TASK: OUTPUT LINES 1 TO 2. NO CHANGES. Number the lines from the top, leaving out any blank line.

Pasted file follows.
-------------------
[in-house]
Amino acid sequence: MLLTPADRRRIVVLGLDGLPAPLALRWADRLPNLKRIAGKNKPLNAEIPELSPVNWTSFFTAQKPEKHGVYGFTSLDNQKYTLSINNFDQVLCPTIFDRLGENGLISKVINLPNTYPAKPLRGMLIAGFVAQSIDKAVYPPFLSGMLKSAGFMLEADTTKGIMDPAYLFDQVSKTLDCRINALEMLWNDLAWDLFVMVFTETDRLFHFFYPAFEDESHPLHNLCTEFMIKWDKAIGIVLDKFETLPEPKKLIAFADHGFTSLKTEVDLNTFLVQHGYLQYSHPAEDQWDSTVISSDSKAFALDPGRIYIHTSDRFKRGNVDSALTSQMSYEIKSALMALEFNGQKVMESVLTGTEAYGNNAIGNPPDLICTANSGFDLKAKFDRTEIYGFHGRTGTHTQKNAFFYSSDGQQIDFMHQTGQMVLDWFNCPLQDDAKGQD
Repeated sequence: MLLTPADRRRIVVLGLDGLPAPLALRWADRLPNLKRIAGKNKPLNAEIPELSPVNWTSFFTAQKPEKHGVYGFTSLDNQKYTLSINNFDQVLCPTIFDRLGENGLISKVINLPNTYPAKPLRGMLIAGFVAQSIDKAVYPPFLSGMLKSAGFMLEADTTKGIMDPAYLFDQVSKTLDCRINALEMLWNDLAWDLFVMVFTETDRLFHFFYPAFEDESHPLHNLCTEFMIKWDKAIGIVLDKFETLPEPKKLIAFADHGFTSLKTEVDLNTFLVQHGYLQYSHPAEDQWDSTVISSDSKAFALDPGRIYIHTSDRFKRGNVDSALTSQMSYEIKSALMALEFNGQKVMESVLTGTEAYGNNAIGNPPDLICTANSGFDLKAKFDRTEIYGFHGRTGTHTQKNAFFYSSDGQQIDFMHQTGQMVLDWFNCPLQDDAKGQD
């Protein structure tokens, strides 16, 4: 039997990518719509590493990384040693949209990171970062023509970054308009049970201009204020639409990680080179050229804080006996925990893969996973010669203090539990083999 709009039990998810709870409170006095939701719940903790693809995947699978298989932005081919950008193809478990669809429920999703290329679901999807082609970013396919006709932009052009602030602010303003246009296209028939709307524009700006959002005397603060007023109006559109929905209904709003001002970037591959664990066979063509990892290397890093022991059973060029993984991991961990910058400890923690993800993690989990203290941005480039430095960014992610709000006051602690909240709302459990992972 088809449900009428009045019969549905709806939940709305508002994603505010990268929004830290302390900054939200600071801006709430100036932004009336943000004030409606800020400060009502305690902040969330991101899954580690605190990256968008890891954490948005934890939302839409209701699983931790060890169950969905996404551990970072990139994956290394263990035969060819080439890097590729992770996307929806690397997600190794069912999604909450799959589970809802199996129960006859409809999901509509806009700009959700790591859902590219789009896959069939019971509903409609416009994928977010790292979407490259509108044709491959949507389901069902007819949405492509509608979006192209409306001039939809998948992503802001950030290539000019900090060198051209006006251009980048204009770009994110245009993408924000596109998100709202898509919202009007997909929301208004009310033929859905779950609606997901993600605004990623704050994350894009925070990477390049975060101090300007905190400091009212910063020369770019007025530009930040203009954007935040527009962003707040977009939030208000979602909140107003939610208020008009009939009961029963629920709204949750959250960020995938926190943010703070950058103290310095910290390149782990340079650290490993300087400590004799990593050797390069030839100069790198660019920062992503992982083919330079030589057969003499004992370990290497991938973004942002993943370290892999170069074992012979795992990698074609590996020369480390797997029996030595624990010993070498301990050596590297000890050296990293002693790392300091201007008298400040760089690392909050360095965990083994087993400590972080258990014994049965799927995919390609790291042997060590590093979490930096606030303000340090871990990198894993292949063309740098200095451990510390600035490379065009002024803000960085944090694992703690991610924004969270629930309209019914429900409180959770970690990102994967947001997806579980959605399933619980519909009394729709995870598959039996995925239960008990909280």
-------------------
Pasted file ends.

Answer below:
[in-house]
Amino acid sequence: MLLTPADRRRIVVLGLDGLPAPLALRWADRLPNLKRIAGKNKPLNAEIPELSPVNWTSFFTAQKPEKHGVYGFTSLDNQKYTLSINNFDQVLCPTIFDRLGENGLISKVINLPNTYPAKPLRGMLIAGFVAQSIDKAVYPPFLSGMLKSAGFMLEADTTKGIMDPAYLFDQVSKTLDCRINALEMLWNDLAWDLFVMVFTETDRLFHFFYPAFEDESHPLHNLCTEFMIKWDKAIGIVLDKFETLPEPKKLIAFADHGFTSLKTEVDLNTFLVQHGYLQYSHPAEDQWDSTVISSDSKAFALDPGRIYIHTSDRFKRGNVDSALTSQMSYEIKSALMALEFNGQKVMESVLTGTEAYGNNAIGNPPDLICTANSGFDLKAKFDRTEIYGFHGRTGTHTQKNAFFYSSDGQQIDFMHQTGQMVLDWFNCPLQDDAKGQD